Judy Churchill Coastal walks The Real Riviera

Local Autumn Walks

Saint-Jean-Cap-Ferrat

Pointe Saint-Hospice

Once the holidaymakers have gone and the coast starts have got back to normal, this is a great walk to do.

Scenic, easy and low gradient, this is a walk for every member of the family. This local beauty spot which is host to numerous restaurants and beaches is a good choice for a Saturday or Sunday when you want to combine a restaurant with a pre or post-lunch stroll.

This Happy Hiker green trail will take you about 2 hours for a distance of 3.8 km and 100m of a gradient. This includes a visit to the pretty St-Hospice Chapel.

Take the Basse Corniche and go down to the center of Saint-Jean and leave your car in the car park opposite the port.

From the port of St-Jean walk along the quayside where the yachts are moored, go past the village square and walk up eastwards for about 300m along the route de St-Hospice past the la Voile d’Or (Hotel/ Restaurant) to arrive above the Fossettes beach at a crossroads where on the right you will see the start of a wide paved pathway through a pine grove. Do not take this pathway but carry on for another 100m along the road before going down some steps to Paloma beach. Cross over the beach to find a narrow pathway that winds around the cliff to the pointe St-Hospice. Go around the pointe via a paved pathway and you will shortly see a small footpath on your right that goes up to the St-Hospice chapel. After a brief return trip to the chapel (there is a statue of the Virgin Mary in front of the chapel and a Belgian cemetery), retrace your steps and pick up the coastal path again going right which will take you back to the pine grove along a high green metallic fence.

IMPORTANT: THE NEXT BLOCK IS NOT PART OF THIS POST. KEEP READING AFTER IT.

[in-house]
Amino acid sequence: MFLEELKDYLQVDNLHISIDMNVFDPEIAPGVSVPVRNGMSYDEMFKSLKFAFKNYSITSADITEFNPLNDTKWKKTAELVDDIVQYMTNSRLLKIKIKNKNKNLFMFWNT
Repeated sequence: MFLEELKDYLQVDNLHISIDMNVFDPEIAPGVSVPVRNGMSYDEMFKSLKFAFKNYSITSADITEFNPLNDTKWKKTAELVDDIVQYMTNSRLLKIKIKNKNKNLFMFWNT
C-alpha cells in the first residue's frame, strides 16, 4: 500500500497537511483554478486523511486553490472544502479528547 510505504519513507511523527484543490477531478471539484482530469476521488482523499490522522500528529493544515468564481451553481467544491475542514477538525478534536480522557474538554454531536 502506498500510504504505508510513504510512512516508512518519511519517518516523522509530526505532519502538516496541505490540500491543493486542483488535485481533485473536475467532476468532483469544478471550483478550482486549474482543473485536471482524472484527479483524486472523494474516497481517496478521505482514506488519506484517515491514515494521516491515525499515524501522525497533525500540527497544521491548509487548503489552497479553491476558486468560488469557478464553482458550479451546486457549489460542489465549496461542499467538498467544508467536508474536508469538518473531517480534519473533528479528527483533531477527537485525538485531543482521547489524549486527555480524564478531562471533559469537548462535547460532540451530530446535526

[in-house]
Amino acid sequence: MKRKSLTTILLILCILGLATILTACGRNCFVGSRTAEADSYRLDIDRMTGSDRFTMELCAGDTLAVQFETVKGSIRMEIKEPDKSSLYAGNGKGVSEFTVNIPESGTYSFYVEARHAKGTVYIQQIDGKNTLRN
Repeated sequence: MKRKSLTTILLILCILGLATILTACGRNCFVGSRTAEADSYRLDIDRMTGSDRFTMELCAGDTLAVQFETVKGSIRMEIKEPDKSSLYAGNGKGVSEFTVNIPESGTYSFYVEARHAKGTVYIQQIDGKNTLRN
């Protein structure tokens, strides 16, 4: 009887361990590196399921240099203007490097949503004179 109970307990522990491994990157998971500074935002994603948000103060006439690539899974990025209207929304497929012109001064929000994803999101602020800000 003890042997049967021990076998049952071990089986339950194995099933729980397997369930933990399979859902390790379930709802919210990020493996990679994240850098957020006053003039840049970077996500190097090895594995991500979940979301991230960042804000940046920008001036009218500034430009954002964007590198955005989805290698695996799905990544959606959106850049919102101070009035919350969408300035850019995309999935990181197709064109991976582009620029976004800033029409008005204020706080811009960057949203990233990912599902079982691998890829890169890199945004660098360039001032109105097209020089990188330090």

Come back into St-Jean via avenue CL. Vignon and take the passage on the right which will take you back to the port.

When walking, I advise taking hiking sticks, as they will help you with both the ascents and the way down. They also guarantee you get a full body work out. You’ll need a cap and sunglasses to keep the sun off your face (the sun is a lot stronger in the hills and mountains so don’t forget the sunscreen). Remember to take more water than you think you’ll need (at least a litre and a half per person) and enough protein bars for during and after the hike. I always have a high fibre, high protein breakfast before I set off which means that I don’t need to carry a large picnic with me as good protein bars are sufficient (always take a couple of extra ones). Purpose-made hiking boots/shoes, a roll-up rain jacket, first aid kit, and a rucksack are a must and you will need lighter wear for the Spring/Summer season and heavier/warmer for Autumn and Winter. I have a Bogner zip-up, long-sleeved, lightweight golfing jacket from One Eagle Monaco that not only enables a full range of movement but is also great for cooler Spring/Autumn walks as it keeps you at the perfect body temperature. In the winter months, you will need extra layers of clothing, gloves, a warm hat, and thicker socks. Last but not least, you will need the IGN TOP 25 map n° 3742 0T map (Nice-Menton) to mark out your trail before you set off. 

If you are a French speaker you can also find the https://randoxygene.departement06.fr/littoral/pointe-saint-hospice-9337.html but you will still need your IGN map as these on-line guides are only approximate. There are also hike specific apps such as Visorando, which have both free and purchasable versions and can be very useful guides and even have GPS options. https://www.visorando.com 

If you have Strava you can record your walk on this app and it will give you lots of fascinating statistics at the end as well as totaling up the number of km/altitude you do in any given year.

When you’re done, I strongly recommend a foot massage using Young Living Essential Foot Oil (a combo of Rosemary, Peppermint and Lavender) – your feet will thank you later!

Enjoy your hike and don’t forget your camera

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